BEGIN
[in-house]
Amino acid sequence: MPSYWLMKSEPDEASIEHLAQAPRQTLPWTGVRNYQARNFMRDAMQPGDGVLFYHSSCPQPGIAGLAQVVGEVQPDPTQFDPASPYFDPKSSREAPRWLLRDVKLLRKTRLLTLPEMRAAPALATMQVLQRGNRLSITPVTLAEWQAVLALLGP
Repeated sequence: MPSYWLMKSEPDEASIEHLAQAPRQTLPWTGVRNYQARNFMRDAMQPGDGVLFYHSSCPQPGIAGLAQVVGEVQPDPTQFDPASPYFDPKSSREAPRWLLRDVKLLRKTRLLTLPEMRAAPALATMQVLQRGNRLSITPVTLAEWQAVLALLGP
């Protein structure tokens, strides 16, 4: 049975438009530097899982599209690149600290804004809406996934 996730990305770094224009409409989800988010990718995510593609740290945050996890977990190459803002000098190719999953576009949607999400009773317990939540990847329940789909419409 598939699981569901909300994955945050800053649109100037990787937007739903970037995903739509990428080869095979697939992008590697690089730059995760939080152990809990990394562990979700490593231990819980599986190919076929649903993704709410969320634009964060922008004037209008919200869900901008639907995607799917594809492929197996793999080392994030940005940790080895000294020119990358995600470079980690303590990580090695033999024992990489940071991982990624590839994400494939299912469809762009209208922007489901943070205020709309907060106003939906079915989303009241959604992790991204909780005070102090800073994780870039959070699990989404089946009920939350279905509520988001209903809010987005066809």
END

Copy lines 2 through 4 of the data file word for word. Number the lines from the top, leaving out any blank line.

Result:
Amino acid sequence: MPSYWLMKSEPDEASIEHLAQAPRQTLPWTGVRNYQARNFMRDAMQPGDGVLFYHSSCPQPGIAGLAQVVGEVQPDPTQFDPASPYFDPKSSREAPRWLLRDVKLLRKTRLLTLPEMRAAPALATMQVLQRGNRLSITPVTLAEWQAVLALLGP
Repeated sequence: MPSYWLMKSEPDEASIEHLAQAPRQTLPWTGVRNYQARNFMRDAMQPGDGVLFYHSSCPQPGIAGLAQVVGEVQPDPTQFDPASPYFDPKSSREAPRWLLRDVKLLRKTRLLTLPEMRAAPALATMQVLQRGNRLSITPVTLAEWQAVLALLGP
């Protein structure tokens, strides 16, 4: 049975438009530097899982599209690149600290804004809406996934 996730990305770094224009409409989800988010990718995510593609740290945050996890977990190459803002000098190719999953576009949607999400009773317990939540990847329940789909419409 598939699981569901909300994955945050800053649109100037990787937007739903970037995903739509990428080869095979697939992008590697690089730059995760939080152990809990990394562990979700490593231990819980599986190919076929649903993704709410969320634009964060922008004037209008919200869900901008639907995607799917594809492929197996793999080392994030940005940790080895000294020119990358995600470079980690303590990580090695033999024992990489940071991982990624590839994400494939299912469809762009209208922007489901943070205020709309907060106003939906079915989303009241959604992790991204909780005070102090800073994780870039959070699990989404089946009920939350279905509520988001209903809010987005066809």